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EFFector - Volume 11, Issue 9 - EFF Urges Internet users to Join a New Blue Ribbon Campaign to Oppose Current Attempts to Censor the Net

                                      
   EFFector       Vol. 11, No. 9       June 15, 1998       editor@eff.org
   A Publication of the Electronic Frontier Foundation     ISSN 1062-9424
                                      
  IN THIS ISSUE
  
     * EFF URGES INTERNET USERS TO JOIN A NEW BLUE RIBBON CAMPAIGN TO
       OPPOSE CURRENT ATTEMPTS TO CENSOR THE NET 
         1. Placing the Blue Ribbon on Your Site
         2. The Struggle Isn't Over Yet
         3. About the Electronic Frontier Foundation
     * ADMINISTRIVIA
       
   See http://www.eff.org for more information on EFF activities &
   alerts!
     _________________________________________________________________
   
EFF URGES INTERNET USERS TO JOIN A NEW BLUE RIBBON CAMPAIGN TO OPPOSE CURRENT
ATTEMPTS TO CENSOR THE NET

   Please distribute widely to appropriate forums
   
   June 15, 1998
   
   The Electronic Frontier Foundation (EFF) is re-launching its Blue
   Ribbon Campaign for Online Freedom of Expression today (June 15, 1998)
   in opposition to renewed Congressional attempts to impose censorship
   controls on the Internet in the U.S. The original campaign, launched
   in conjunction with the related "Turn the Web Black" anti-censorship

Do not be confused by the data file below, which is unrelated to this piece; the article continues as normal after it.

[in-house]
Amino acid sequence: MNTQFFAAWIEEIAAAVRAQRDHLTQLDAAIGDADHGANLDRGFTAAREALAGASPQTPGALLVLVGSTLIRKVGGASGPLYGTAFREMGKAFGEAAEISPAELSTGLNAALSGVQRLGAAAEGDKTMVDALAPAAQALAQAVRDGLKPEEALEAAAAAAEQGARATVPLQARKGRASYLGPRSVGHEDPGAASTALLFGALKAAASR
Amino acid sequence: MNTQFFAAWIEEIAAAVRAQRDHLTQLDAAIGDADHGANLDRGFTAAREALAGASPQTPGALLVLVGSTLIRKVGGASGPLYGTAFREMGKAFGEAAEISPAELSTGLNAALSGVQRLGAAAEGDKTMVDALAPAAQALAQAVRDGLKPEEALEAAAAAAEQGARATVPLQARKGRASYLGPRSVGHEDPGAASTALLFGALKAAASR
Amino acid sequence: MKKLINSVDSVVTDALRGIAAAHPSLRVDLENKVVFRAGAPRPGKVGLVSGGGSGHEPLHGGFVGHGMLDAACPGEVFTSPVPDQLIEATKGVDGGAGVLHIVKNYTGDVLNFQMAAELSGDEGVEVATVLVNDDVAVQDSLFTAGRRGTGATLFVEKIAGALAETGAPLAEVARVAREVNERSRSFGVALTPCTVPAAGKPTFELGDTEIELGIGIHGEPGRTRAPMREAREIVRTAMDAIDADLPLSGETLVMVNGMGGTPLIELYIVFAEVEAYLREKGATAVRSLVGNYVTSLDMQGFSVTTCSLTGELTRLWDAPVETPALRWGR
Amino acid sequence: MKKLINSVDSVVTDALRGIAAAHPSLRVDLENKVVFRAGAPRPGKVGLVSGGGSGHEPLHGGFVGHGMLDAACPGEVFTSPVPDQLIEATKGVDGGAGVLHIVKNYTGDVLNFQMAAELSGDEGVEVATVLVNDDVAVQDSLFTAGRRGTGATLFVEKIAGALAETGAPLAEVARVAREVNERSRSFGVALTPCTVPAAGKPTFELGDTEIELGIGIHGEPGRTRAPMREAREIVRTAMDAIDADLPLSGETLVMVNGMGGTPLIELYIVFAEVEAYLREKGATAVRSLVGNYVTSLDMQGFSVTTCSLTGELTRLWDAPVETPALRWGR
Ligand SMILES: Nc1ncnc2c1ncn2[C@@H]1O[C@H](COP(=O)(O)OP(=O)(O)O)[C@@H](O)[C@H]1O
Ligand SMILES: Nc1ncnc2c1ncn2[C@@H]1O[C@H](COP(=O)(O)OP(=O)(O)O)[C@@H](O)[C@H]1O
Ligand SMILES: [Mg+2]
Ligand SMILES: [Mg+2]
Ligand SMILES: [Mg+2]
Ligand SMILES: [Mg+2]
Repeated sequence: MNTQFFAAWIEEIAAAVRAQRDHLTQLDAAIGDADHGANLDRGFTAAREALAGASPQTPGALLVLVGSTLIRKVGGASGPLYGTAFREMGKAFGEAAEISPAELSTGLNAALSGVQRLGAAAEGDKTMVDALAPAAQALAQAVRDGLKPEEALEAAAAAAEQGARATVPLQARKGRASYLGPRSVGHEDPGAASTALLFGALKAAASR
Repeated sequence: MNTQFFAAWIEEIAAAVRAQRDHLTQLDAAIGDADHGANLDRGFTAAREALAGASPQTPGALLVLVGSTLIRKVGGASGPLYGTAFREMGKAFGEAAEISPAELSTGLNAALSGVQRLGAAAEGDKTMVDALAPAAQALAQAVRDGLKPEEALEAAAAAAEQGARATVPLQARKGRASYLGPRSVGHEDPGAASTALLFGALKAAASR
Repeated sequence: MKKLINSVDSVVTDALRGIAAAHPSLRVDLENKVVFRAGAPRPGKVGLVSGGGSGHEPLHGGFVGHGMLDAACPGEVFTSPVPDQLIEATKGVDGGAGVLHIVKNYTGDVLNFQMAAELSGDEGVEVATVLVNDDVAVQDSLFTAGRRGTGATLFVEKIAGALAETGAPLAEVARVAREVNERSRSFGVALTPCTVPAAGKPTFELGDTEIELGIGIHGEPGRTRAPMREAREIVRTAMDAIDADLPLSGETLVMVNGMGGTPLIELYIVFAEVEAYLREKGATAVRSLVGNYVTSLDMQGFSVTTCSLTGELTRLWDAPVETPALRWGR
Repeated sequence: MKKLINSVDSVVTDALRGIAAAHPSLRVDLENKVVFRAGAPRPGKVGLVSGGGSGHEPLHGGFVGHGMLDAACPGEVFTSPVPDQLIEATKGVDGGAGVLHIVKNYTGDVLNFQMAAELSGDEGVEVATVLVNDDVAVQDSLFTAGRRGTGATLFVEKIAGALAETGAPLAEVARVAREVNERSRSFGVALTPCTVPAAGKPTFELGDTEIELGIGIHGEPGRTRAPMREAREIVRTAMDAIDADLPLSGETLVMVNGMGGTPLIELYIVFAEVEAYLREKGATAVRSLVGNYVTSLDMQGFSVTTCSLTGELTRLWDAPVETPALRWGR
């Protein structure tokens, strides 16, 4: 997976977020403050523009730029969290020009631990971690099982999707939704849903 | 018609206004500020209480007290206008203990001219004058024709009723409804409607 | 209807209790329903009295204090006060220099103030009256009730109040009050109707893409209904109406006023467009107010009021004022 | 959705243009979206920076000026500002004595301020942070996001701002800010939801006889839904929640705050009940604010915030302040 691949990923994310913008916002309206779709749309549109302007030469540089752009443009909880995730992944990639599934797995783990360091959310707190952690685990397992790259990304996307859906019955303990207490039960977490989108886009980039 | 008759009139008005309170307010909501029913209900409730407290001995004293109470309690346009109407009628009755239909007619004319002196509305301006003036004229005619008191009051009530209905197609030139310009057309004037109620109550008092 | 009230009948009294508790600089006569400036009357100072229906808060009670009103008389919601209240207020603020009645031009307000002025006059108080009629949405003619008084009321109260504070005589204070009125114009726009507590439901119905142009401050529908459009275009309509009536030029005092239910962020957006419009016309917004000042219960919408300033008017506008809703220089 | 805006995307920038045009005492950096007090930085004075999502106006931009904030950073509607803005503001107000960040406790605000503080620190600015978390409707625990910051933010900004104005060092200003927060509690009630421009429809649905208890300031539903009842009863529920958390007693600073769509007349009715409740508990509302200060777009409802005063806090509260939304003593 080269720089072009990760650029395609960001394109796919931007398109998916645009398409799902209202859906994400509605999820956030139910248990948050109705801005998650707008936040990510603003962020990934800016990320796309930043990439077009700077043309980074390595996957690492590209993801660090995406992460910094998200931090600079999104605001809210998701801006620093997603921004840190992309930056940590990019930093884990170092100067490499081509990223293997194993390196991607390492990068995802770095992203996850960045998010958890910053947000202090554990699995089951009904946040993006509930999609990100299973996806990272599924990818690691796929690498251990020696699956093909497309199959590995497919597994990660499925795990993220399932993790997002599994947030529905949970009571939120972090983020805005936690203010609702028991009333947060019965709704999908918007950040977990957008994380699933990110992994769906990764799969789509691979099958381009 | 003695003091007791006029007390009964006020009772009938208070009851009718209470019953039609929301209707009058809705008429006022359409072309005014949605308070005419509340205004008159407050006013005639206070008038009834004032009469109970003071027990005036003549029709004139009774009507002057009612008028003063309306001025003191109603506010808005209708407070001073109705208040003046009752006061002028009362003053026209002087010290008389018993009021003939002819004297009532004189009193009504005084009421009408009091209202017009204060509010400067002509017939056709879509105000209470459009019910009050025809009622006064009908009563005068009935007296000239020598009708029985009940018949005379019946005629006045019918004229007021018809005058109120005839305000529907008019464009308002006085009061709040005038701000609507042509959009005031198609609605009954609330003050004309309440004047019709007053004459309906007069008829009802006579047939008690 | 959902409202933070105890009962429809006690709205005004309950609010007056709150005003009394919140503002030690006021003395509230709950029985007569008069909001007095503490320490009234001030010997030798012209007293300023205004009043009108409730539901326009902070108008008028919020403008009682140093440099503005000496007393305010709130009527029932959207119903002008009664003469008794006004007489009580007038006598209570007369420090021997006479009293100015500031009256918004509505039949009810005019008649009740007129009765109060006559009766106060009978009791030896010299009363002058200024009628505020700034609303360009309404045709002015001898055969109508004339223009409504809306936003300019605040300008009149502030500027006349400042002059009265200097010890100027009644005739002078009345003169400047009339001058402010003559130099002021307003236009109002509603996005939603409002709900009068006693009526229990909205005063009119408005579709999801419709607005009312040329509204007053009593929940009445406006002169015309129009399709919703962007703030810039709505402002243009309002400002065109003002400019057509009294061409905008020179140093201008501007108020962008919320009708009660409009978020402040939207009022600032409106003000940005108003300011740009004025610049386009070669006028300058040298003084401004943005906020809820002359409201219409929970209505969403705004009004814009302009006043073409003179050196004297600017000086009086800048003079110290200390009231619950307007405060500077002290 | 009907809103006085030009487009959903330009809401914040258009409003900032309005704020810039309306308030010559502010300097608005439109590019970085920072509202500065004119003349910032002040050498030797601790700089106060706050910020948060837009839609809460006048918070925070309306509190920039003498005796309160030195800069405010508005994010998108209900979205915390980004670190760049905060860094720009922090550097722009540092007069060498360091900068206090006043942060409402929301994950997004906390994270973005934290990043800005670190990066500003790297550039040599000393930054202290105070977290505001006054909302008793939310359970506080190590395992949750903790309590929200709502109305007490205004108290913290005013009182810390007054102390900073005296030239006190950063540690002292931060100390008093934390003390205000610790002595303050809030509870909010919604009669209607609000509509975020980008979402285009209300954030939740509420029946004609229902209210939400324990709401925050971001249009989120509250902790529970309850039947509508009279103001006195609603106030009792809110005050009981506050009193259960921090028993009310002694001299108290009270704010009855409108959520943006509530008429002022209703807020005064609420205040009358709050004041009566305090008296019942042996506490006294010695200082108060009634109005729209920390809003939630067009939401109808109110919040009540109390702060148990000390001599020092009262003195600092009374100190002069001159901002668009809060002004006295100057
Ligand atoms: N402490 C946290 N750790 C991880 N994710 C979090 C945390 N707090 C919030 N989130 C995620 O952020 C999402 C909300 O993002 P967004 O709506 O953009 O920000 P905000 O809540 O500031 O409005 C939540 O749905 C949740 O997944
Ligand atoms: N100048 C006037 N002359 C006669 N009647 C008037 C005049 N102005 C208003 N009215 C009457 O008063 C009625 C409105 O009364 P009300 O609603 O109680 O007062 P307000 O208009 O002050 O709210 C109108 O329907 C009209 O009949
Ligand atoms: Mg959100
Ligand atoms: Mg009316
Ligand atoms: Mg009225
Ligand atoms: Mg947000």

protest in 1995, raised awareness of and opposition to the
   Communications Decency Act (CDA), which was eventually ruled
   unconstitutional by a unanimous U.S. Supreme Court decision one year
   ago this month.
   
   All Web users are strongly encouraged to place a Blue Ribbon Campaign
   icon on their servers and Web pages.
   
     _________________________________________________________________
   
  Placing the Blue Ribbon on Your Site
  
   Beginning with the original Blue Ribbon Campaign against the CDA,
   hundreds of thousands of World Wide Web sites all over the world have
   chosen to display the Blue Ribbon on their pages and link to EFF Web
   pages containing information about censorship legislation and free
   speech on the Internet. The Blue Ribbon page became the fourth
   most-linked-to site on the Internet and has been accessed millions of
   times - peaking at over a million hits per day when President Clinton
   signed the ill-fated CDA into law. There are at least 170,000 sites
   that carry the Blue Ribbon today.
   
   The new Blue Ribbon Campaign will link directly to a Congressional
   action site to encourage Internet users to contact their legislators